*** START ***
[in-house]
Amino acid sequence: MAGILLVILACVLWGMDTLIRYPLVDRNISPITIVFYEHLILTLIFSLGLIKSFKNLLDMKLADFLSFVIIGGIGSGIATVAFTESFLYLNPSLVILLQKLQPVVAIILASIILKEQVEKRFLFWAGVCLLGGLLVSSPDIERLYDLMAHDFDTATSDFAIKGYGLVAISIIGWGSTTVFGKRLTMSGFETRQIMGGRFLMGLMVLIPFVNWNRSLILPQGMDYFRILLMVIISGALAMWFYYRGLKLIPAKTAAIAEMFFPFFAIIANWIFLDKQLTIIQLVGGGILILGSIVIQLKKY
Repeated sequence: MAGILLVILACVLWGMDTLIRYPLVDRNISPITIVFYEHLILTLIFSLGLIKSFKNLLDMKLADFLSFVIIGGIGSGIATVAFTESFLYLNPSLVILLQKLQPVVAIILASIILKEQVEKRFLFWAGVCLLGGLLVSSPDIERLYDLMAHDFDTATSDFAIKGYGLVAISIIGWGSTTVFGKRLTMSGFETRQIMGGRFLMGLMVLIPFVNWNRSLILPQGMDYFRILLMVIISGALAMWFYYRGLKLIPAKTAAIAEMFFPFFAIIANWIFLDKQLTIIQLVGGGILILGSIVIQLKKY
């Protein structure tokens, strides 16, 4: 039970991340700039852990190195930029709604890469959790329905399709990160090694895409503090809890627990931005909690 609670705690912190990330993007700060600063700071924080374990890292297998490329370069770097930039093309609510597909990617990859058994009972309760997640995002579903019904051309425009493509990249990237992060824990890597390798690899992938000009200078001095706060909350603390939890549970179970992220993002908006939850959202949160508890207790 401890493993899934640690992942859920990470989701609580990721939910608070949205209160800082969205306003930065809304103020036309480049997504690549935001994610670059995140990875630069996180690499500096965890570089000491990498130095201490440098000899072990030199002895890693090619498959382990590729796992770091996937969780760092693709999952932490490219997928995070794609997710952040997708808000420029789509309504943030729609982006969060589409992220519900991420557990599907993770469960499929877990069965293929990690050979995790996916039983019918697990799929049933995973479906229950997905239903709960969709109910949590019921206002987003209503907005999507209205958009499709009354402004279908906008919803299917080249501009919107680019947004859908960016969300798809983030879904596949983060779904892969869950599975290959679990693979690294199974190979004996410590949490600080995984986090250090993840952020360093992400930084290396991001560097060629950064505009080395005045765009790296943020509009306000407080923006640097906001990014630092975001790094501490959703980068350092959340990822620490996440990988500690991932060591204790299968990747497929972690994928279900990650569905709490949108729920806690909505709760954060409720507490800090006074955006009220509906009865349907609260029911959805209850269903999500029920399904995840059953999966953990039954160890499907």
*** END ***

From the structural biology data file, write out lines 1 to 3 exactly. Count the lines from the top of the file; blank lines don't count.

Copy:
[in-house]
Amino acid sequence: MAGILLVILACVLWGMDTLIRYPLVDRNISPITIVFYEHLILTLIFSLGLIKSFKNLLDMKLADFLSFVIIGGIGSGIATVAFTESFLYLNPSLVILLQKLQPVVAIILASIILKEQVEKRFLFWAGVCLLGGLLVSSPDIERLYDLMAHDFDTATSDFAIKGYGLVAISIIGWGSTTVFGKRLTMSGFETRQIMGGRFLMGLMVLIPFVNWNRSLILPQGMDYFRILLMVIISGALAMWFYYRGLKLIPAKTAAIAEMFFPFFAIIANWIFLDKQLTIIQLVGGGILILGSIVIQLKKY
Repeated sequence: MAGILLVILACVLWGMDTLIRYPLVDRNISPITIVFYEHLILTLIFSLGLIKSFKNLLDMKLADFLSFVIIGGIGSGIATVAFTESFLYLNPSLVILLQKLQPVVAIILASIILKEQVEKRFLFWAGVCLLGGLLVSSPDIERLYDLMAHDFDTATSDFAIKGYGLVAISIIGWGSTTVFGKRLTMSGFETRQIMGGRFLMGLMVLIPFVNWNRSLILPQGMDYFRILLMVIISGALAMWFYYRGLKLIPAKTAAIAEMFFPFFAIIANWIFLDKQLTIIQLVGGGILILGSIVIQLKKY